On 28th of Novemeber Advocate Syed Mujtaba , A Renowned Human Rights Defender on behalf of President lawyers club president Adv Babar Qadri , lodged the complaint in NHRC new delhi against the jail authorities of Tihar, the petitioners expressed serious concern about the miserable and inhuman treatmentmeted out to Kashmiri prisoners in tihar. In the petition , safety and security, proper health care was demanded to be ensured.

Therefore, the existing legal structure of the prisons administration has to be changed, Criminal law should be amended, a new Prisons Act should be enacted and all Jail Manuals need to be Reviewed and Revised. Most importantly Indian Judiciary must continue to play its constructive and active role in prison justice.

Author is A Human Rights defender from Kashmir and can be mailed at

 APDP maintains that 8,000 people have disappeared in the decades-old conflict [Shuuaib Masoodi/Al Jazeera]
APDP maintains that 8,000 people have disappeared in the decades-old conflict [Shuuaib Masoodi/Al Jazeera]

Srinagar, Indian-administered Kashmir – The state-run human rights commission has told the government in Kashmir to investigate at least 2,080 unmarked mass graves discovered in border areas of the restive region.

The Association of Parents of Disappeared Persons (APDP), a human rights group in Kashmir, told the commission there were 3,844 unmarked graves – 2,717 in Poonch and 1,127 in Rajouri, twin districts in the region that lie along Line of Control (LoC) that divides the disputed territory between Indiaand Pakistan.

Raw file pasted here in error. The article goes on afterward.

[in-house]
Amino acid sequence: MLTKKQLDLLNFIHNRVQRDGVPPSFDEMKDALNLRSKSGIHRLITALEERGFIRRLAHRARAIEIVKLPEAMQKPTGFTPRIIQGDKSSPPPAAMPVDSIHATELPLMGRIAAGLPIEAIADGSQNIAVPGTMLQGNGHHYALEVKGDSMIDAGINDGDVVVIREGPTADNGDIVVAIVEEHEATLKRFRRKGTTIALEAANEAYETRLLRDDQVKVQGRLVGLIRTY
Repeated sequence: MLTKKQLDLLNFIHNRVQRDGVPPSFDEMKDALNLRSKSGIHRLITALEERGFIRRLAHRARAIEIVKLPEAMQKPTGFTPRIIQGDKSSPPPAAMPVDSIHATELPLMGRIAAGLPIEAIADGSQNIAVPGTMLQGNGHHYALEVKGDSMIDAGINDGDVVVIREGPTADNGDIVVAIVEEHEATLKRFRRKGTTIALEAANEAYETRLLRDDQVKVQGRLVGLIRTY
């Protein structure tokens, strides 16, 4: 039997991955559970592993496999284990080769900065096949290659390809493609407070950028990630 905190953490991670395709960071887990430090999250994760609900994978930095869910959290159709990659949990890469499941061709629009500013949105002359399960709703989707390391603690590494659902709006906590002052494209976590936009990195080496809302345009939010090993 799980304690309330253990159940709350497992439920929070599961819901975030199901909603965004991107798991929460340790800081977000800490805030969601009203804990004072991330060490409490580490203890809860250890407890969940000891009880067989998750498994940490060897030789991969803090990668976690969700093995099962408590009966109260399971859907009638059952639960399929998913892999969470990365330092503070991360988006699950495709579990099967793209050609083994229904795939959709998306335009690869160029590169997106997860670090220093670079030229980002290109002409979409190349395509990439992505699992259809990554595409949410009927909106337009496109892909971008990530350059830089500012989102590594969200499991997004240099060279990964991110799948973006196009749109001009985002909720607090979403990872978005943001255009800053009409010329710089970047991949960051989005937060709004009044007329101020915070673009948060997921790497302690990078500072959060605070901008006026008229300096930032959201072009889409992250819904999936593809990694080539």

In response, the commission acknowledged the presence of 2,080 unmarked graves and asked the government for a comprehensive investigation to be completed in six months, including DNA tests of the bodies to compare it with family members of the disappeared.

In 2011, the commission directed the government to investigate the mass graves. At the time, a special team from the commission said 2,730 unidentified bodies were buried in 38 sites across northern Kashmir.

“The commission has no hesitation to issue the same directions, which were already issued in the case,” the recent order said.

Thousands disappeared

APDP maintains 8,000 people have disappeared in the decades-old conflict, and accuses government forces of staging gun battles to cover up killings.

The association welcomed the commission’s latest demand to investigate mass graves in India’s Jammu and Kashmir state.

“It is an acknowledgement from the institution that is run by the government. It provides further legal remedies for the family members of missing,” Khurram Parvez from APDP told Al Jazeera.

“We have been demanding that there be an independent commission to do a credible probe on the mass graves.”

Parvez said the probe might give an “answer” to families of disappeared who do not know whether their relatives are dead or alive.

“We have done a study of 53 cases for a report where the bodies were exhumed from unknown graves. It was found that 49 bodies in the graves were of civilians and one was a local militant, three bodies were unknown. These people were dubbed as foreign militants by the government,” Parvez said.

Since 2011, instead of complying with directions from the human rights commission, the government continues to avoid such an investigation on the pretext it would lead to a “law and order problem” in Kashmir, APDP said in a statement.

The European Parliament adopted a resolution in July 2008 and called on India’s government ensure independent and impartial investigations into all mass graves, APDP said.

Officials contacted by Al Jazeera declined to comment on Friday.

The state government has said most of the missing were likely Kashmiri youths who crossed into Pakistan for weapons training. Those comments have been dismissed by family members of the disappeared.

‘Emotional closure’